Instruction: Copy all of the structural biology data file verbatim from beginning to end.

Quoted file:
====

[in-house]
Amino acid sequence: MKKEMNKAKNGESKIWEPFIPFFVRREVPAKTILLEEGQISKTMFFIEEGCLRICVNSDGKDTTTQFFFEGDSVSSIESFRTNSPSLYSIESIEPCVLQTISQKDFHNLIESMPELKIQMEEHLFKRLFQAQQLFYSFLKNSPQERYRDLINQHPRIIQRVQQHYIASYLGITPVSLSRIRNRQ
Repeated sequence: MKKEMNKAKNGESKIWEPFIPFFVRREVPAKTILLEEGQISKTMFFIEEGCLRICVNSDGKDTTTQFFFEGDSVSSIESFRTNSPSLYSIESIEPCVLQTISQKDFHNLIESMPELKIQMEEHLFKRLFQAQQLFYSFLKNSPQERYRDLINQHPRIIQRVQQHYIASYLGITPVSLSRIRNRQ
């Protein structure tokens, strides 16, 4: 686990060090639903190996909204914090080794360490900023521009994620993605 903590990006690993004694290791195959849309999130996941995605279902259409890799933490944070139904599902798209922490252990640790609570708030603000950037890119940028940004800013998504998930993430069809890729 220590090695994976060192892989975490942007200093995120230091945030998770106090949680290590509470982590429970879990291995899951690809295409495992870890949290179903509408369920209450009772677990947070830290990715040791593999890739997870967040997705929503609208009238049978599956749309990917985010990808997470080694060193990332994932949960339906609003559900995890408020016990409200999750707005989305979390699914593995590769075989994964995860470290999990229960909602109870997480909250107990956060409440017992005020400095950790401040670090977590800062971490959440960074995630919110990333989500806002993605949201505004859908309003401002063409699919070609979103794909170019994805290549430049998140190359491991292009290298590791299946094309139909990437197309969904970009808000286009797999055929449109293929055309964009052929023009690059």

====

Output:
[in-house]
Amino acid sequence: MKKEMNKAKNGESKIWEPFIPFFVRREVPAKTILLEEGQISKTMFFIEEGCLRICVNSDGKDTTTQFFFEGDSVSSIESFRTNSPSLYSIESIEPCVLQTISQKDFHNLIESMPELKIQMEEHLFKRLFQAQQLFYSFLKNSPQERYRDLINQHPRIIQRVQQHYIASYLGITPVSLSRIRNRQ
Repeated sequence: MKKEMNKAKNGESKIWEPFIPFFVRREVPAKTILLEEGQISKTMFFIEEGCLRICVNSDGKDTTTQFFFEGDSVSSIESFRTNSPSLYSIESIEPCVLQTISQKDFHNLIESMPELKIQMEEHLFKRLFQAQQLFYSFLKNSPQERYRDLINQHPRIIQRVQQHYIASYLGITPVSLSRIRNRQ
């Protein structure tokens, strides 16, 4: 686990060090639903190996909204914090080794360490900023521009994620993605 903590990006690993004694290791195959849309999130996941995605279902259409890799933490944070139904599902798209922490252990640790609570708030603000950037890119940028940004800013998504998930993430069809890729 220590090695994976060192892989975490942007200093995120230091945030998770106090949680290590509470982590429970879990291995899951690809295409495992870890949290179903509408369920209450009772677990947070830290990715040791593999890739997870967040997705929503609208009238049978599956749309990917985010990808997470080694060193990332994932949960339906609003559900995890408020016990409200999750707005989305979390699914593995590769075989994964995860470290999990229960909602109870997480909250107990956060409440017992005020400095950790401040670090977590800062971490959440960074995630919110990333989500806002993605949201505004859908309003401002063409699919070609979103794909170019994805290549430049998140190359491991292009290298590791299946094309139909990437197309969904970009808000286009797999055929449109293929055309964009052929023009690059």